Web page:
A couple weeks ago a bunch of journalists from major international news outlets were having drinks somewhere (maybe The Billy Goat Tavern in Chicago’s basement) and wrote the same story.
Actually, they didn’t, but it’s surprisingly weird how close they were.
On Sunday the New York Times published “Is It O.K. To Kill Cyclists?”. Next, on Monday, Crain’s Chicago Business published “Why everyone hates bicyclists—and why they hate everyone back”.
Daniel Duane’s op-ed in NYT garnered a lot of response (7 of them are linked here, which doesn’t include Crain’s or The Weekly Standard). The Economist responded to the NYT article with “Cycling v cars: The American right-of-way” saying we should adopt laws like the Netherlands and gave several examples there of who’s liable for a crash between a car and bike (nearly always the driver). Bike Snob wrote the response I most agree with. Karen Altes of Tiny Fix Bike Gang got pissed. Twin City Sidewalks (in Minneapolis/St. Paul) wrote that “bicyclists need to stop blaming themselves for dangerous roads”, referring to the bicyclist in question, Daniel Duane, the NYT op-ed contributor.
Tanya Snyder, writing for one of my employer’s sister blogs Streetsblog Capitol Hill, headlined her own roundup post, “The Times Blows a Chance to Tackle America’s Broken Traffic Justice System”. Andrew Smith at Seattle Transit Blog said that he gave up cycling to work in the first week he tried it. Brian McEntee wrote on his blog Tales from the Sharrows about two scenarios to consider about “following laws” (which isn’t what cyclists or drivers should be aiming for).
David Alpert, who runs a Streetsblog-like blog called Greater Greater Washington, said that it’s not okay to kill cyclists, “but if a spate of other op-eds are any indication, it’s sure okay to hate them and the facilities they ask for in a quest for safety”. BikeBlogNYC later published myriad examples of how streets continue killing everyone who’s not driving a car.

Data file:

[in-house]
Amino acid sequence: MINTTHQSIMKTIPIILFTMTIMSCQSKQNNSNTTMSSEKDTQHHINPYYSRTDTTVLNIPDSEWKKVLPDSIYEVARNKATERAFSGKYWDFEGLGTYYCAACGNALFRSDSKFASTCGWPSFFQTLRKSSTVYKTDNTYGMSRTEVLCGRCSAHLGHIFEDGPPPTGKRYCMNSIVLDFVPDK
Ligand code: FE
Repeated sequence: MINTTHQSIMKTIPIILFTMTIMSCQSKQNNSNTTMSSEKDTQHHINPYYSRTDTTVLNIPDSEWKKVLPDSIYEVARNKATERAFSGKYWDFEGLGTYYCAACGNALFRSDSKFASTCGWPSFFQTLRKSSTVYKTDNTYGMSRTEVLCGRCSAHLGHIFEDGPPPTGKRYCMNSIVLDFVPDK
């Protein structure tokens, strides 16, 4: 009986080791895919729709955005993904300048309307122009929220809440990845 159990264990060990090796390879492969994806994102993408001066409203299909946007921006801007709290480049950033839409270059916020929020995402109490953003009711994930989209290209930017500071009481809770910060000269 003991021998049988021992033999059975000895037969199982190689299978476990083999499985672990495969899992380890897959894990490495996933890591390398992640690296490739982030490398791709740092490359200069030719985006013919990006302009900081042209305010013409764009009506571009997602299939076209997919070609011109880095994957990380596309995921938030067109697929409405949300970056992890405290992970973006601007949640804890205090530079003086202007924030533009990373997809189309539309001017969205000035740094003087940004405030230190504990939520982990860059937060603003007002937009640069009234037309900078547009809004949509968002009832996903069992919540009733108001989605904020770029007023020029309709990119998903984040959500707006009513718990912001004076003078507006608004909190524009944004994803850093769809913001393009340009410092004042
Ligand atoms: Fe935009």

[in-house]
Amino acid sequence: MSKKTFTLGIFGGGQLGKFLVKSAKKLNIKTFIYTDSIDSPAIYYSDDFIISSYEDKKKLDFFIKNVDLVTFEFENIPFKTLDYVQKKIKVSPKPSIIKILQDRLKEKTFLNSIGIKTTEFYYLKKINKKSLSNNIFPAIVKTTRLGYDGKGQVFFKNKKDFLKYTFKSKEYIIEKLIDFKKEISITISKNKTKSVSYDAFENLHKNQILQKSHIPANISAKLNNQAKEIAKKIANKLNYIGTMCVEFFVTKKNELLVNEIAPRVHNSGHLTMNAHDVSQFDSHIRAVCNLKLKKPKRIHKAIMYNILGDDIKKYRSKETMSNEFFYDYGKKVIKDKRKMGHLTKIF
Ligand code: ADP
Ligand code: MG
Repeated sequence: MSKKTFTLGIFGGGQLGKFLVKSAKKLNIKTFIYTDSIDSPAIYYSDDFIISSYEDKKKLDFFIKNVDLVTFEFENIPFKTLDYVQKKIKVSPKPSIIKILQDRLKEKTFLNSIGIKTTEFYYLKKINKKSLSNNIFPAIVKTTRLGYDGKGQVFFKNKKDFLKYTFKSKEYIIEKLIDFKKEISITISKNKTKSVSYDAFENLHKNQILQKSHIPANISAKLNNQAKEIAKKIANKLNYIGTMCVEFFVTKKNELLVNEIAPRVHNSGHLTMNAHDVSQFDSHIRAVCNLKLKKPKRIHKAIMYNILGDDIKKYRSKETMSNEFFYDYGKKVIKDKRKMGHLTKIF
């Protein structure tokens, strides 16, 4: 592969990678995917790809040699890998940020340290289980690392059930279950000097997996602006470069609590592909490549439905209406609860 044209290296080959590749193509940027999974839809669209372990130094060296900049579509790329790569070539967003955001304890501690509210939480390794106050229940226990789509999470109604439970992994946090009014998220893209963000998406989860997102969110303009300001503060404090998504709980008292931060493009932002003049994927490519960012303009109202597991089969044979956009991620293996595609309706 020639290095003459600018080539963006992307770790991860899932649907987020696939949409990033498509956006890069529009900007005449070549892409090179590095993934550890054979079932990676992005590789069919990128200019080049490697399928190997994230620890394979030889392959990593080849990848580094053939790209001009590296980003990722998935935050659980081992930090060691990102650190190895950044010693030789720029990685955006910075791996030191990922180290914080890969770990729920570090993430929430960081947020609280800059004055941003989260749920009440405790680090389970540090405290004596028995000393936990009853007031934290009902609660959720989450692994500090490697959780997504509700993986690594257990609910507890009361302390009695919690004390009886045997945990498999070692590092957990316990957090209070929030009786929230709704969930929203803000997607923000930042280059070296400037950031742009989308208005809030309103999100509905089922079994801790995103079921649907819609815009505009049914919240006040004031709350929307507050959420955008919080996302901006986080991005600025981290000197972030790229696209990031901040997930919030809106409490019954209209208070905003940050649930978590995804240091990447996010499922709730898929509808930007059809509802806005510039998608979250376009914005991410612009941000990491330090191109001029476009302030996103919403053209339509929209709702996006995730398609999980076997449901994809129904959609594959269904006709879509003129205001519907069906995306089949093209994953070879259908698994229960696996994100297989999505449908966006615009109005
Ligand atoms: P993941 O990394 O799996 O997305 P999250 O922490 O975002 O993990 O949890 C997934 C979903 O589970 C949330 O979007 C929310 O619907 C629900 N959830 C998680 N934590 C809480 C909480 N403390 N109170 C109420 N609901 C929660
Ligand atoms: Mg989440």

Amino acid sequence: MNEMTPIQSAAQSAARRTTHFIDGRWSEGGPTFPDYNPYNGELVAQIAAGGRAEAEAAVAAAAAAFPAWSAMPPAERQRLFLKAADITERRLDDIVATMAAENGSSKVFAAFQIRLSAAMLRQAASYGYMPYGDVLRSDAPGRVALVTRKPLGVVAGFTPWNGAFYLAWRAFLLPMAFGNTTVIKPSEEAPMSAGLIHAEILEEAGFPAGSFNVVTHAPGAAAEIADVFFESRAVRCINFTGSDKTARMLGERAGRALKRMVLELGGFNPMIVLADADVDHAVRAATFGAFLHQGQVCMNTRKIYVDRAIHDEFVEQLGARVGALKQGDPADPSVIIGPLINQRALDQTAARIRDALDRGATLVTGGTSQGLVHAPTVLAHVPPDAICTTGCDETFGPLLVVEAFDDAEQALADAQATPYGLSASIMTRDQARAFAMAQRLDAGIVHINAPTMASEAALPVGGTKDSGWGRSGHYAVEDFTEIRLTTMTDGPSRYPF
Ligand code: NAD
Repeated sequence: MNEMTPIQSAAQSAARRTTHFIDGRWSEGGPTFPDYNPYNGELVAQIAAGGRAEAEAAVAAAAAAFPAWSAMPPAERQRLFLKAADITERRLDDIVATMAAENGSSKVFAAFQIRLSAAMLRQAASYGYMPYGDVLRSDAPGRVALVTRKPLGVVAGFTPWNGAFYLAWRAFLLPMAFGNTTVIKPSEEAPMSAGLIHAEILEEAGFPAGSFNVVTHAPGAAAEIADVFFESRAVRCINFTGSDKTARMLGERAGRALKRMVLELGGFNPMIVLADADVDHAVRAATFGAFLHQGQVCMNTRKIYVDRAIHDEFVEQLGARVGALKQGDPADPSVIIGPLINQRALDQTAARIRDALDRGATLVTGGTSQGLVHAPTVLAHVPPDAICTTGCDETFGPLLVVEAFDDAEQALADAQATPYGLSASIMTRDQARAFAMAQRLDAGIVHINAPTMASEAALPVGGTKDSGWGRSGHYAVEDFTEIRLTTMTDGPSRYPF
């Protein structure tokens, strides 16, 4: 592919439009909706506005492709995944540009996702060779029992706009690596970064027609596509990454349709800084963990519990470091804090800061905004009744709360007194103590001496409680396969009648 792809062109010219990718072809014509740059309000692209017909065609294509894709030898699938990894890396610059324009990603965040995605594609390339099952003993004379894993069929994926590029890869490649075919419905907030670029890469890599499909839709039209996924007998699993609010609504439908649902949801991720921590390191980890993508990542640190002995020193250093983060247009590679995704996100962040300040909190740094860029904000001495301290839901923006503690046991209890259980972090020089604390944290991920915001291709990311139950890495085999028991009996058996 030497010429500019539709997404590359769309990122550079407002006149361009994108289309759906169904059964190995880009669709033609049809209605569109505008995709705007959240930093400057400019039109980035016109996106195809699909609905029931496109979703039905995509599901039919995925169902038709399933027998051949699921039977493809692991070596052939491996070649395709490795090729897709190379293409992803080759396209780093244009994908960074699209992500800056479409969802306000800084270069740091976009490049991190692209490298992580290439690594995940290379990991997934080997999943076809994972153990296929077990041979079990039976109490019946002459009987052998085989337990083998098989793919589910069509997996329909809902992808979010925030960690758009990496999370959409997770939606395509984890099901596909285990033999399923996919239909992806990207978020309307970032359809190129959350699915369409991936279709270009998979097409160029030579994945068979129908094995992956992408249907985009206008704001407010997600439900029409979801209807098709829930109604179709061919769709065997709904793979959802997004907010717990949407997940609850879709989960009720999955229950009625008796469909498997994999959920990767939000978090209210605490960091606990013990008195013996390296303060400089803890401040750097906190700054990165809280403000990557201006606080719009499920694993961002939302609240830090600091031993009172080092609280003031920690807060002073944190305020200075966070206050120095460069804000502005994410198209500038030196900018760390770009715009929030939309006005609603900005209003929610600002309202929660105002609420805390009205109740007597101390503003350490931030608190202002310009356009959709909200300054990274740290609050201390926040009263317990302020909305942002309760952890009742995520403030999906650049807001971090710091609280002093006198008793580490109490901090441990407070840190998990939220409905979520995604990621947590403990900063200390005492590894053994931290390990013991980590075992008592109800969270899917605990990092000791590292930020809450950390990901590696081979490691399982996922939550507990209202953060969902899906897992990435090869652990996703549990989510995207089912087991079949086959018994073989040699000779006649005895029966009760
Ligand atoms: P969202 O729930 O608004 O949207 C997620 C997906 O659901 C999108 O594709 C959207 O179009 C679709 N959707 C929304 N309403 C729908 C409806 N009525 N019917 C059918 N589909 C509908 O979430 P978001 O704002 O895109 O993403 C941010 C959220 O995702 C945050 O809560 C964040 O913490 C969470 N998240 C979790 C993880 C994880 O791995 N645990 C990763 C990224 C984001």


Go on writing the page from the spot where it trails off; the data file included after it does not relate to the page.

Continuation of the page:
Then The Weekly Standard published something very similar to Duane’s piece. I don’t know when – it’s in the issue marked for November 18, but I believe it went up Monday, with a sweet cover. It went by two names. On the cover, “A Plague of Bicyclists” (by Christopher Caldwell) and on the site, “Drivers Get Rolled: Bicyclists are making unreasonable claims to the road—and winning”.
Most of the proceeding discussions revolve around “who’s right”. And the Economist skirts discussing the answer and instead just gives the answer: the bicyclist, because they’re the ones who die.
When you are driving in the Netherlands, you have to be more careful than you would when driving in America. Does this result in rampant injustice to drivers when accidents occur? No. It results in far fewer accidents. As the ANWB [Royal Dutch Touring Club, like the AAA] says, some drivers may think the liability treatment gives cyclists “a blank check to ignore the rules. But a cyclist is not going to deliberately ride through a red light thinking: ‘I won’t have to pay the damages anyway.’ He is more likely to be influenced by the risk that he will land in the hospital.”
I like what Evan Jenkins, a sometimes urbanist blogger studying mathematics at University of Chicago, wrote on his Twitter timeline:
Glad to see the issue of automobile violence gaining traction among the (non-transit) tweeps I follow. I hope the conversation continues.
— Evan Jenkins (@ejenk) November 12, 2013
That’s encouraging. He linked to several of his past articles about cyclist murder.
Some stuff I’ve written on automobile violence: http://t.co/6hzGyO4WOj http://t.co/OXHsQUXDPH http://t.co/7RN8caMqoX
— Evan Jenkins (@ejenk) November 12, 2013
What’s also funny about this weekend’s bike-journo-fest is that Whet Moser, writing for Chicago Magazine, interviewed me two weeks ago about bike infrastructure and penned this uncomplicated, unruffled but comprehensive article saying “drivers and cyclists don’t have to be angry and fearful…with smart planning, a city can design safe roads for all.”
Chicago has started on that path. You know what might influence more change than any bike lane built? Speed cameras. And no, I won’t let them be removed.
Updated multiple times to add more responses to Duane’s op-ed.